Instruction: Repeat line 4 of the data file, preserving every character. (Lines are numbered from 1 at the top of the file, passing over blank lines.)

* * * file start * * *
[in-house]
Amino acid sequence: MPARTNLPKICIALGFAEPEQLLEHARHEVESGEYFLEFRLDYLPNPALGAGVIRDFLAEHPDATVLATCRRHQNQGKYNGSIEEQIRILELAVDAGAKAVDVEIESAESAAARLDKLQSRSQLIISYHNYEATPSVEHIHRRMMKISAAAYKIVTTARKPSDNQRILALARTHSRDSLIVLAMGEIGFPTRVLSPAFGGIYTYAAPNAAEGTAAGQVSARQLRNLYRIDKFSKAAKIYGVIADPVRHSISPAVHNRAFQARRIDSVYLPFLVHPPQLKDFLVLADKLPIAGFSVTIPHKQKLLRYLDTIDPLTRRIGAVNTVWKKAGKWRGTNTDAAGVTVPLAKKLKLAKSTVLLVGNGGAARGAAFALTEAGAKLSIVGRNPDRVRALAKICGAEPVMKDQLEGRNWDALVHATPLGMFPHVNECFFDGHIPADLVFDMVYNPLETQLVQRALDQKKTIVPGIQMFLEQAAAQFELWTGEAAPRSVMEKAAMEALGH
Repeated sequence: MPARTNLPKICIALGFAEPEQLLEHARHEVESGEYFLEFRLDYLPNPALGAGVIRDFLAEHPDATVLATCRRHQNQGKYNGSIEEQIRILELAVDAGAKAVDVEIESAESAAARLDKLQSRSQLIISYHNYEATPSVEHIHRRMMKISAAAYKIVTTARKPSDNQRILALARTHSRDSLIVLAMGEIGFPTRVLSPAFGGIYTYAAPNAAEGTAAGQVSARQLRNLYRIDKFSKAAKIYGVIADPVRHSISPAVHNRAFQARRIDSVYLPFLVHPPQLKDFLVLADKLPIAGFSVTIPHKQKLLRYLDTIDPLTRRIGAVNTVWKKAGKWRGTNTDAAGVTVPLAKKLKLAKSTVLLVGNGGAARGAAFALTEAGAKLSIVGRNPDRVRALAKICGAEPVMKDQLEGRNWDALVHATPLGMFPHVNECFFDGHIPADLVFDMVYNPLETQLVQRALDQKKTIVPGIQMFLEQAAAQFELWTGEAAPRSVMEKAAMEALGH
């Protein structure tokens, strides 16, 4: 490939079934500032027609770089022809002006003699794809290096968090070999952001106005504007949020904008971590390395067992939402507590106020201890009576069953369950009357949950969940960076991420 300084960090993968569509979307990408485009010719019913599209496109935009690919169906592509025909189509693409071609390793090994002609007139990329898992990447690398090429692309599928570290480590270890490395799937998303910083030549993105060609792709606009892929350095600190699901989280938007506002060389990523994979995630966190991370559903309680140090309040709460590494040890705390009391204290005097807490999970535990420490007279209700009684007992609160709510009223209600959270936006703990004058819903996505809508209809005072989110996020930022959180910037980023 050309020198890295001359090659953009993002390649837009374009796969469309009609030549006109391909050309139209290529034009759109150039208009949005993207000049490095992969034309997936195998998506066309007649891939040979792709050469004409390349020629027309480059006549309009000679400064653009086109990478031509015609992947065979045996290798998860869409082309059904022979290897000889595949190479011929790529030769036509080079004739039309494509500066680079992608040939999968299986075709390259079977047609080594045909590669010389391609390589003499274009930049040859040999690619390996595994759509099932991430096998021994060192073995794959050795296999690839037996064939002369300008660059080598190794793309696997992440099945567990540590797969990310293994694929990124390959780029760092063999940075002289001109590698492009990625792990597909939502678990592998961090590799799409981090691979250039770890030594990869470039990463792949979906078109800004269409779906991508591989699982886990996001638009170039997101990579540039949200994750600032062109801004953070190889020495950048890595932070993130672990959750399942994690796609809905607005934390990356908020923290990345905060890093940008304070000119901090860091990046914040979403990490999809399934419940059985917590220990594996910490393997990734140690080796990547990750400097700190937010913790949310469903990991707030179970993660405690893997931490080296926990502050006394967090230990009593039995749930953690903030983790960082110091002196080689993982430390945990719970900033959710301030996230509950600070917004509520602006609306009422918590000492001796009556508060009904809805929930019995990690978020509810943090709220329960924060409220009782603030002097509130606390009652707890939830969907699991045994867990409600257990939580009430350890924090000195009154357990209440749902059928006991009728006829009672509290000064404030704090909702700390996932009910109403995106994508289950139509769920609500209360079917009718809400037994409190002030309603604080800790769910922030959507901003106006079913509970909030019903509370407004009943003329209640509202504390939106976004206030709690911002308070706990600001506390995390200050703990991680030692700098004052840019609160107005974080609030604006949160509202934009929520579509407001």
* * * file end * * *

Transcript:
């Protein structure tokens, strides 16, 4: 490939079934500032027609770089022809002006003699794809290096968090070999952001106005504007949020904008971590390395067992939402507590106020201890009576069953369950009357949950969940960076991420 300084960090993968569509979307990408485009010719019913599209496109935009690919169906592509025909189509693409071609390793090994002609007139990329898992990447690398090429692309599928570290480590270890490395799937998303910083030549993105060609792709606009892929350095600190699901989280938007506002060389990523994979995630966190991370559903309680140090309040709460590494040890705390009391204290005097807490999970535990420490007279209700009684007992609160709510009223209600959270936006703990004058819903996505809508209809005072989110996020930022959180910037980023 050309020198890295001359090659953009993002390649837009374009796969469309009609030549006109391909050309139209290529034009759109150039208009949005993207000049490095992969034309997936195998998506066309007649891939040979792709050469004409390349020629027309480059006549309009000679400064653009086109990478031509015609992947065979045996290798998860869409082309059904022979290897000889595949190479011929790529030769036509080079004739039309494509500066680079992608040939999968299986075709390259079977047609080594045909590669010389391609390589003499274009930049040859040999690619390996595994759509099932991430096998021994060192073995794959050795296999690839037996064939002369300008660059080598190794793309696997992440099945567990540590797969990310293994694929990124390959780029760092063999940075002289001109590698492009990625792990597909939502678990592998961090590799799409981090691979250039770890030594990869470039990463792949979906078109800004269409779906991508591989699982886990996001638009170039997101990579540039949200994750600032062109801004953070190889020495950048890595932070993130672990959750399942994690796609809905607005934390990356908020923290990345905060890093940008304070000119901090860091990046914040979403990490999809399934419940059985917590220990594996910490393997990734140690080796990547990750400097700190937010913790949310469903990991707030179970993660405690893997931490080296926990502050006394967090230990009593039995749930953690903030983790960082110091002196080689993982430390945990719970900033959710301030996230509950600070917004509520602006609306009422918590000492001796009556508060009904809805929930019995990690978020509810943090709220329960924060409220009782603030002097509130606390009652707890939830969907699991045994867990409600257990939580009430350890924090000195009154357990209440749902059928006991009728006829009672509290000064404030704090909702700390996932009910109403995106994508289950139509769920609500209360079917009718809400037994409190002030309603604080800790769910922030959507901003106006079913509970909030019903509370407004009943003329209640509202504390939106976004206030709690911002308070706990600001506390995390200050703990991680030692700098004052840019609160107005974080609030604006949160509202934009929520579509407001």